Does the White House make you laugh?
Well, for most of us, that depends on who’s living there. But when it comes to TV comedy, sitcoms set in the White House have a long history of failure. And yet, there are two of them on TV right now that (presumably) seek to reverse that trend.
The other show, “The First Family,” made its debut last September on independent TV stations. This one has drawn comparisons to the Obama White House for the simple reason that this White House family is African-American.
So far, “The First Family” is hanging in there in its first season. It stars Christopher B. Duncan as President William Johnson, who’s living in the White House with his wife, two sons, two daughters and a colorful sister-in-law played by Jackee. Veteran comedian John Witherspoon is also in the show, as the president’s father. This show — distributed in so-called “first-run syndication” (which means it’s not an “off-network” rerun series such as “The King of Queens” or “The Big Bang Theory”) — comes from producer and comedy maven Byron Allen.
One way “The First Family” is similar to “1600 Penn”: The sets they are using to replicate the living room inside the first family’s private quarters in the Executive Mansion each feature an elaborate, multi-paned window shaped somewhat like a scallop shell. And indeed, the real presidential residence has such a window.
But other than their locales, the two shows are quite different. While “The First Family” feels more like “The Cosby Show” set in the White House, “1600 Penn” certainly earns its comparisons to “Animal House.” The aforementioned First Son — Skip (played with exuberance by Josh Gad) — is even shown in the sitcom’s very first scene involving himself in a fraternity prank that will make national headlines (since he’s the president’s son). Moreover, his father (Bill Pullman) makes mention of his son’s seven years in college (so far), which happens to be the same number of years the Belushi character, “Bluto” Blutarsky, spent at fictional Faber College, with no graduation date in sight.
“1600 Penn” made its debut last Monday (Dec. 17) on NBC — not a true premiere, apparently, but a sneak peek. The “official” premiere date is Jan. 10 — a Thursday, where “1600 Penn” will take up residence in the 9:30-10 p.m. slot (8:30-9c). For the record, last week’s sneak peek drew 6.88 million viewers.
With politics now being covered non-stop on cable TV and the Internet, you might think viewers would embrace a White House comedy. That remains to be seen, but what we do know is: Every single White House comedy that has ever been tried on TV has failed. We can remember at least four of them:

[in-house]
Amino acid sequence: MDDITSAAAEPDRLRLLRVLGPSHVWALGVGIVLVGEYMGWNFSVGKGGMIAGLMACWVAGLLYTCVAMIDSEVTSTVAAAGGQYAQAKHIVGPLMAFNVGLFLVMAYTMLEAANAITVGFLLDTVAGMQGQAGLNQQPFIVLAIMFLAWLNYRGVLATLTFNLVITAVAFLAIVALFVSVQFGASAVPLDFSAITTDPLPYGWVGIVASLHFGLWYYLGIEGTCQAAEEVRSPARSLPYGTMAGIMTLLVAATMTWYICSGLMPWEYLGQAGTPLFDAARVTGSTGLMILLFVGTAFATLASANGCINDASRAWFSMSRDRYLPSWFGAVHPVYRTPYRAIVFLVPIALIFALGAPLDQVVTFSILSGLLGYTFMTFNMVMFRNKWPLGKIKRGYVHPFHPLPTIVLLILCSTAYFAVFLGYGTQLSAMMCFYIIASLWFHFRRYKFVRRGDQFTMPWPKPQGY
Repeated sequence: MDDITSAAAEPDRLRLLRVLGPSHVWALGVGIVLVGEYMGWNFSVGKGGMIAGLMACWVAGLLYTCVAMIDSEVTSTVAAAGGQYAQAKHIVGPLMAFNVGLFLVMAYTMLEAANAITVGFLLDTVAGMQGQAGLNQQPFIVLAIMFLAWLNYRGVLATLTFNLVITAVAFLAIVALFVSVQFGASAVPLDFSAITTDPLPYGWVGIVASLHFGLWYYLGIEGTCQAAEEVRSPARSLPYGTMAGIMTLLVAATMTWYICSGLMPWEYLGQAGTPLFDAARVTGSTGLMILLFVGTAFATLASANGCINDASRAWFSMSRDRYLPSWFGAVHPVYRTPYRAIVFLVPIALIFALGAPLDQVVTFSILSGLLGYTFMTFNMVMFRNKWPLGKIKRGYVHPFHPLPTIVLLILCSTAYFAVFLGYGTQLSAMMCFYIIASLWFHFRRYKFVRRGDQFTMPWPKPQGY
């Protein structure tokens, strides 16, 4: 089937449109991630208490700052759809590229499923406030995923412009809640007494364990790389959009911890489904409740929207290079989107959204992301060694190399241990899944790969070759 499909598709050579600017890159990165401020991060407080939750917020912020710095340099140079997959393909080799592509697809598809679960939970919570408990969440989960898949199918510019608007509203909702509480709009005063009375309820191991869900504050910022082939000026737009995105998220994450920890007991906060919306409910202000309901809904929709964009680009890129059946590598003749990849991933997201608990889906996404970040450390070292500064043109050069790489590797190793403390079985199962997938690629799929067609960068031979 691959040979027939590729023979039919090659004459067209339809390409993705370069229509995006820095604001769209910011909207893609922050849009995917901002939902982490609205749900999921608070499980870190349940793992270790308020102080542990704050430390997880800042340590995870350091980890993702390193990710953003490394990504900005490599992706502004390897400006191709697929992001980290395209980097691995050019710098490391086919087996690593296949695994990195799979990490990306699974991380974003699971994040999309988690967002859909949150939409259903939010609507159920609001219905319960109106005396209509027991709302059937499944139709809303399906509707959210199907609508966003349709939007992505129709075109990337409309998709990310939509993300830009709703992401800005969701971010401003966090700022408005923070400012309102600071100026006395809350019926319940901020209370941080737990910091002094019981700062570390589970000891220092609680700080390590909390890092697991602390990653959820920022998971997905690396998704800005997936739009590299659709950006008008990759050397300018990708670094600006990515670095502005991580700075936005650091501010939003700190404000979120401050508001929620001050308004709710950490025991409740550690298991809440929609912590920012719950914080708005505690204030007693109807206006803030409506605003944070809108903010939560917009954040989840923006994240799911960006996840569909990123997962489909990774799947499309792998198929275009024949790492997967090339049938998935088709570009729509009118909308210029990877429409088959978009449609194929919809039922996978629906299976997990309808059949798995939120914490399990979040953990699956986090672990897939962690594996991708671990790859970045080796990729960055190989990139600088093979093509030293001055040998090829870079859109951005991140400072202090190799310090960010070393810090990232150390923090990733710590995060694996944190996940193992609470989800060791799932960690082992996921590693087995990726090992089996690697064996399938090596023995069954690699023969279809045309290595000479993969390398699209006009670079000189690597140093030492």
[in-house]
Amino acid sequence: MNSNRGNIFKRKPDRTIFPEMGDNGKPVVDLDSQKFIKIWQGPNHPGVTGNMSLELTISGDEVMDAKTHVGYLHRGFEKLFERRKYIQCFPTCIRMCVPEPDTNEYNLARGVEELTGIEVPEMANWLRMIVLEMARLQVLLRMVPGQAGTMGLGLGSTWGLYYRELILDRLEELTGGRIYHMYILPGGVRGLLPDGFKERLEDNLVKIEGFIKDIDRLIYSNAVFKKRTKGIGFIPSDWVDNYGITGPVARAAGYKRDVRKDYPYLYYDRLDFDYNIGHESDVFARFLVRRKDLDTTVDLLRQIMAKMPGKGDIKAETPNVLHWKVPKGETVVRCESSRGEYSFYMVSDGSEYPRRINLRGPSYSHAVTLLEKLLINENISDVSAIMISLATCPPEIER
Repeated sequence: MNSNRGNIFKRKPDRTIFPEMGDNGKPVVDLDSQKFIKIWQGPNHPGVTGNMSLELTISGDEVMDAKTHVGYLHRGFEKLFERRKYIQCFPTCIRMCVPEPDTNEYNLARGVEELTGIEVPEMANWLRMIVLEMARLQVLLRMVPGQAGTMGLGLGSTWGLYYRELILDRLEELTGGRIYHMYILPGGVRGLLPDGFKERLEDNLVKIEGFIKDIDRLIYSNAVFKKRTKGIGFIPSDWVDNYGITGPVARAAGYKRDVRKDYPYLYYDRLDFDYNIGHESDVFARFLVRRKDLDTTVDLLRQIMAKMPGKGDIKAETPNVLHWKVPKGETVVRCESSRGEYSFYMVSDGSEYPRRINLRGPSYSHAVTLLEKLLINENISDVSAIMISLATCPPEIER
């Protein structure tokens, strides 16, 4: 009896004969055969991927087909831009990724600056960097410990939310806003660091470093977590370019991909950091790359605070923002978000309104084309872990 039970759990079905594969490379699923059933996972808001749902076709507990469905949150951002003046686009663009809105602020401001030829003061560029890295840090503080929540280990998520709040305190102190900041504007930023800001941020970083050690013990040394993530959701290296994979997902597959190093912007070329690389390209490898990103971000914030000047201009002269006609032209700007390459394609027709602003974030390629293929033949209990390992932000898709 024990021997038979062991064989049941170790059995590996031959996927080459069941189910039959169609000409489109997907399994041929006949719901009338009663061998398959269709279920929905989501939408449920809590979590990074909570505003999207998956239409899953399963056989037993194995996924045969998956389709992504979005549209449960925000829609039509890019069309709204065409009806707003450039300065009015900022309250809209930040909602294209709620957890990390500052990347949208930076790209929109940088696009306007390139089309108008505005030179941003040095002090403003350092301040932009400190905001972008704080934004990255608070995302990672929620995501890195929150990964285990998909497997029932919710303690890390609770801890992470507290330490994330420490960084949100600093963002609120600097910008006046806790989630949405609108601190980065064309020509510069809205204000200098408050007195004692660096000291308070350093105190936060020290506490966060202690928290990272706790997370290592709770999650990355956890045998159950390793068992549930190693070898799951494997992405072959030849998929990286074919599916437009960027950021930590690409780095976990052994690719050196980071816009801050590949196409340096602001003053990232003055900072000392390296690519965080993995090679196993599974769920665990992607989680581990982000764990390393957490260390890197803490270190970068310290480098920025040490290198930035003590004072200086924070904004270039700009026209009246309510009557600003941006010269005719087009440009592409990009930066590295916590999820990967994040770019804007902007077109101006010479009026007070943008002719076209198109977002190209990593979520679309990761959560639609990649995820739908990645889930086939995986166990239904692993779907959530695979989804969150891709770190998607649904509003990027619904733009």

1) “Hail to the Chief” (ABC, 1985), starring Patty Duke as the first female President of the United States. The show lasted about a month.
2) “Mr. President” (Fox, 1986-87), starring George C. Scott in the title role. This sitcom, with Johnny Carson credited as creator, lasted about a season-and-a-half. It was part of the very first season of the newly launched Fox network.
3) “The Secret Diary of Desmond Pfeiffer”: This UPN bomb from 1998 nearly sank all White House comedies for all time. In the show, Chi McBride played a black English nobleman in the 19th century who was kidnapped and pressed into slavery in Civil War-era America. Somehow, he became President Lincoln’s valet and also, in that capacity, the private advisor to the 16th president, who was portrayed as a blithering idiot by Dann Florek. The show was widely panned and lasted about a month.
4) “That’s My Bush!”: This parody of the Bush White House (George W. Bush, that is) was created for Comedy Central by Trey Parker and Matt Stone, co-creators of “South Park” and “The Book of Mormon.” Timothy Bottoms played the hapless title character in a show that became a rare miss for Stone and Parker, lasting about six weeks in 2001.
On the other hand, a current comedy about a fictional vice president — HBO’s “Veep” — won critical acclaim earlier this year, then earned star Julia Louis-Dreyfus an Emmy. Maybe the time is right for a White House comedy reversal of fortune.